Selection for antibiotic resistance in the aquatic environment: novel assays to detect effect concentrations of micropollutants
Murray, Aimee Kaye
Thesis or dissertation
University of Exeter
Reason for embargo
The standard 18 month embargo is requested as all material from the thesis will be published.
The environment is increasingly recognised as a key player in the emergence and mobilisation of antibiotic resistance, which negatively impacts human health, healthcare systems, and farming practices worldwide. Recent work has demonstrated concentrations of antibiotics in the natural environment may select for resistance in situ, but a scarcity of meaningful data has prevented rigorous environmental risk assessment of antibiotics. Without such data, mitigation strategies, such as improved antibiotic stewardship or environmental discharge limits, cannot be effectively designed or implemented. This thesis designed and developed two methods for determining effect concentrations of antibiotics in complex microbial communities, thereby generating a significant amount of data to address this knowledge gap. Minimal selective concentrations (MSCs) were determined in long term selection experiments for four classes of antibiotic at concentrations as low as 0.4 μg/L, which is below many measured environmental concentrations. Lowest observed effect concentrations were determined using a short term, growth based assay which were highly predictive of MSCs. A novel finding was significant selection for cefotaxime resistance occurred at a wide range of antibiotic concentrations, from 125 μg/L - 64 mg/L, which has important clinical implications. Determination of MSC in single species assays was also shown to be a poor predictor of MSC in a complex microbial community. Co-selection for antimicrobial resistance was demonstrated in selection experiments and through improved understanding of class 1 integron evolution, assessing selective effects on resistance gene acquisition using a novel PCR method and next-generation sequencing. In the final study, a novel resistance determinant (UDP-galactose 4-epimerase) conferring cross-resistance to biocides and antibiotics was discovered, providing a target for further study. These findings indicate selection and co-selection for antimicrobial resistance is likely to occur in the environment, and provides the means to rapidly generate further data to aid in the development of appropriate mitigation strategies.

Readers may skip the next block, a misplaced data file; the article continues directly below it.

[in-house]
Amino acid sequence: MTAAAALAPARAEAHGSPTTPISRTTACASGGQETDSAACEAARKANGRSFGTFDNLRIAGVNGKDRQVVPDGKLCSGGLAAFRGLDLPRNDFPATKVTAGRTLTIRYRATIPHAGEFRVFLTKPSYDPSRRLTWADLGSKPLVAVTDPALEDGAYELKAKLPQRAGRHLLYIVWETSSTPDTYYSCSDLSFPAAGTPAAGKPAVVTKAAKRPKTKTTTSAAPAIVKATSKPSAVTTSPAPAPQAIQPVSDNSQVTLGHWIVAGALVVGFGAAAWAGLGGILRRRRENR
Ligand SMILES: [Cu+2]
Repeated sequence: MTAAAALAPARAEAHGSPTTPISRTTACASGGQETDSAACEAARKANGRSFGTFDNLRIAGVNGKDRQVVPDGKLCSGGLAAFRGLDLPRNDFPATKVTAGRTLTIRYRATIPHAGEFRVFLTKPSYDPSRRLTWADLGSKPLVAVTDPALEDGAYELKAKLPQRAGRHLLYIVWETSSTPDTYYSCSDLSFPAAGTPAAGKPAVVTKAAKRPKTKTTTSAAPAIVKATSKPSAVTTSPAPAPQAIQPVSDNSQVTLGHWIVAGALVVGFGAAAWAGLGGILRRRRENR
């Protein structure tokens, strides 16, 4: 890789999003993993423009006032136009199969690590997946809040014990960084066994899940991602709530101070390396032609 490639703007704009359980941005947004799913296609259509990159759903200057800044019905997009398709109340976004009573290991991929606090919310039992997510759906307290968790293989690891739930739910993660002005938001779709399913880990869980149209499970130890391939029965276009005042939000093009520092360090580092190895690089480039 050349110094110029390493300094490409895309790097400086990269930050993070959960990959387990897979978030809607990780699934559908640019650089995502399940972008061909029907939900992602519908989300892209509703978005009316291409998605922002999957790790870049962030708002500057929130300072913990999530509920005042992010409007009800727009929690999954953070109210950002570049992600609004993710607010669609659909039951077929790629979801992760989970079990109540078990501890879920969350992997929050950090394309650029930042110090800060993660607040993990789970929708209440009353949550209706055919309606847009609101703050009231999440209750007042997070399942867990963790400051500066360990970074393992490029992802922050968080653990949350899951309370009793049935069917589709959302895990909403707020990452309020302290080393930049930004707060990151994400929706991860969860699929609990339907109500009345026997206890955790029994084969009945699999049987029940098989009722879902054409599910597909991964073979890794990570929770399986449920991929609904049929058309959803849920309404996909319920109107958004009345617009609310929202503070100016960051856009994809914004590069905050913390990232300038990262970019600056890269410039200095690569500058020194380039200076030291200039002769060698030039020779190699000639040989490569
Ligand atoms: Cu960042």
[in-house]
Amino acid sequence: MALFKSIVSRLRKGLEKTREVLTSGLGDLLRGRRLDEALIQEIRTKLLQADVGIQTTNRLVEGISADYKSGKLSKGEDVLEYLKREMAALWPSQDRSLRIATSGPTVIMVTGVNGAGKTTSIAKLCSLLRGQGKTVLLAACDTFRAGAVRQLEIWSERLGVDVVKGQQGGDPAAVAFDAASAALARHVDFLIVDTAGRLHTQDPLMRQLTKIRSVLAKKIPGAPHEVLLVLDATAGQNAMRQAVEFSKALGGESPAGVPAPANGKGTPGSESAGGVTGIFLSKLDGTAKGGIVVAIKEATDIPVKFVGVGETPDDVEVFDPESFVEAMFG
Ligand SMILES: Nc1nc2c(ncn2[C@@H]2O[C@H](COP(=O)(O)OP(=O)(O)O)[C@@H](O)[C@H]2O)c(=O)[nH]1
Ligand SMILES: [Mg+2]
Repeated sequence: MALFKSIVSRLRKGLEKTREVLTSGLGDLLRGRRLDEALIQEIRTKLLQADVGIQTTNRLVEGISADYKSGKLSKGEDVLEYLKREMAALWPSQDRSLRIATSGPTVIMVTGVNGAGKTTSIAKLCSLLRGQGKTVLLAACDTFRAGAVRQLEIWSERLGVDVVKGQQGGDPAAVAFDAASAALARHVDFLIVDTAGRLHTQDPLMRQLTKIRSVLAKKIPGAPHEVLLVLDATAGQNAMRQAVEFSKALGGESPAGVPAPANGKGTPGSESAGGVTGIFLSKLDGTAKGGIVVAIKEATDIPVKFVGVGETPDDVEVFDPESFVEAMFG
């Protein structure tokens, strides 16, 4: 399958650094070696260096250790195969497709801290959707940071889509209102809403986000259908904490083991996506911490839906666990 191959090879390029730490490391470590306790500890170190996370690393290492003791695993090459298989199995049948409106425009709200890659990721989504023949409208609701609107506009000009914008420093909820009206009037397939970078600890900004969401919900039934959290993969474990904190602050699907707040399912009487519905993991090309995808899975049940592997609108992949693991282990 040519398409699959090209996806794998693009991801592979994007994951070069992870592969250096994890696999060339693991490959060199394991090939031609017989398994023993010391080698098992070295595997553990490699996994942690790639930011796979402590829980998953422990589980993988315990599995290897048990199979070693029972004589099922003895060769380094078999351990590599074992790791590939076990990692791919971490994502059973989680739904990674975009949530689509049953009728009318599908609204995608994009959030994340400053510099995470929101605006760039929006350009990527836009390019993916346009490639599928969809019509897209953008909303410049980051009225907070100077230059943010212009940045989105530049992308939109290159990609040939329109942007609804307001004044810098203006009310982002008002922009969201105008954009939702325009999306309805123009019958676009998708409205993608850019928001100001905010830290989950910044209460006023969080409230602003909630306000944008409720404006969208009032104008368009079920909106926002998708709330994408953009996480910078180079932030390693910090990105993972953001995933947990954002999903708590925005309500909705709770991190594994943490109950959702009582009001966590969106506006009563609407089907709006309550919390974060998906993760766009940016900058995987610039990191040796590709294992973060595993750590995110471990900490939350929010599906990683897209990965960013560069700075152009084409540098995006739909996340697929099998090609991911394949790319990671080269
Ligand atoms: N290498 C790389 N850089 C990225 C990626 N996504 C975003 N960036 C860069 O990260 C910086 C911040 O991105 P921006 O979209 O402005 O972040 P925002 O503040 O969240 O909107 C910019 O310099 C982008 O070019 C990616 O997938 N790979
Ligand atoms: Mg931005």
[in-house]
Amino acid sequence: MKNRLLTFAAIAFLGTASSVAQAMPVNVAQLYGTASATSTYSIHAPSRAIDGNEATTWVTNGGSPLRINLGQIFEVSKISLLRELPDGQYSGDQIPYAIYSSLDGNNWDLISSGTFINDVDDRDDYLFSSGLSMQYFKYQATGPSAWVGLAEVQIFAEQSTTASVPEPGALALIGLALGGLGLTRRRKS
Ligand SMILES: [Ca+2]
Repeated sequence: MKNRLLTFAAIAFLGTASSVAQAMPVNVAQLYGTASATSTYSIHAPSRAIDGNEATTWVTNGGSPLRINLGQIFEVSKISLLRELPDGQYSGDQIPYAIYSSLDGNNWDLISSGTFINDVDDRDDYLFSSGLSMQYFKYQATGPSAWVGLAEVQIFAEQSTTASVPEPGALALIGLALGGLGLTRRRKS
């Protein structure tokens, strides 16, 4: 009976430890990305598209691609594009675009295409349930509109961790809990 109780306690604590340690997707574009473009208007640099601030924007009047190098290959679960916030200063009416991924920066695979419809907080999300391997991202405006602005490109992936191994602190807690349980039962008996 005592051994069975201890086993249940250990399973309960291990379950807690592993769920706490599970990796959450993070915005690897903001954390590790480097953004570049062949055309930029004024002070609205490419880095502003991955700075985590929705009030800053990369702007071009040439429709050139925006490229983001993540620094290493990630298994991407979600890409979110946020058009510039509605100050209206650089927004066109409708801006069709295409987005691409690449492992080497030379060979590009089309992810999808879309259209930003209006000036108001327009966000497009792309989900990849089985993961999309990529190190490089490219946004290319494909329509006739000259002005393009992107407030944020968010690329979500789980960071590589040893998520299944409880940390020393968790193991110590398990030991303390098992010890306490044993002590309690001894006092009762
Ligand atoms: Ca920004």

Biotechnology and Biological Sciences Research Council
Gaze, William Hugo
PhD in Medical Sciences
Case Studentship: BB/L502509/1
- Doctoral Theses